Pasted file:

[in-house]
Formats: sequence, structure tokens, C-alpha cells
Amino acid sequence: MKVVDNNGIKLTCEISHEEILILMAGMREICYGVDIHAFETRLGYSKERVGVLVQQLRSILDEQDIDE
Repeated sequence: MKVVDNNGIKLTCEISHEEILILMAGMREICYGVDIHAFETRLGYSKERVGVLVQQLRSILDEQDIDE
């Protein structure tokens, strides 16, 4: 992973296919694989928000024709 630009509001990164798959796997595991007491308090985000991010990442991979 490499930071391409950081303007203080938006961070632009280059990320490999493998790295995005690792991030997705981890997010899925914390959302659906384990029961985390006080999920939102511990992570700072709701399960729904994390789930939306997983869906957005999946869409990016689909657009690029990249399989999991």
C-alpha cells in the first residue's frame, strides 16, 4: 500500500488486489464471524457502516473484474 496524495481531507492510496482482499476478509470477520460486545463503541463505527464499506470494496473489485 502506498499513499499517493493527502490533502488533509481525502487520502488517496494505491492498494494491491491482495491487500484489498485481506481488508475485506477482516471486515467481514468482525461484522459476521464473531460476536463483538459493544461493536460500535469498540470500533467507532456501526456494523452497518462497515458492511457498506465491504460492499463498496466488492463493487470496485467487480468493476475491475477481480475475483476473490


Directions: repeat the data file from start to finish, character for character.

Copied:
[in-house]
Formats: sequence, structure tokens, C-alpha cells
Amino acid sequence: MKVVDNNGIKLTCEISHEEILILMAGMREICYGVDIHAFETRLGYSKERVGVLVQQLRSILDEQDIDE
Repeated sequence: MKVVDNNGIKLTCEISHEEILILMAGMREICYGVDIHAFETRLGYSKERVGVLVQQLRSILDEQDIDE
């Protein structure tokens, strides 16, 4: 992973296919694989928000024709 630009509001990164798959796997595991007491308090985000991010990442991979 490499930071391409950081303007203080938006961070632009280059990320490999493998790295995005690792991030997705981890997010899925914390959302659906384990029961985390006080999920939102511990992570700072709701399960729904994390789930939306997983869906957005999946869409990016689909657009690029990249399989999991």
C-alpha cells in the first residue's frame, strides 16, 4: 500500500488486489464471524457502516473484474 496524495481531507492510496482482499476478509470477520460486545463503541463505527464499506470494496473489485 502506498499513499499517493493527502490533502488533509481525502487520502488517496494505491492498494494491491491482495491487500484489498485481506481488508475485506477482516471486515467481514468482525461484522459476521464473531460476536463483538459493544461493536460500535469498540470500533467507532456501526456494523452497518462497515458492511457498506465491504460492499463498496466488492463493487470496485467487480468493476475491475477481480475475483476473490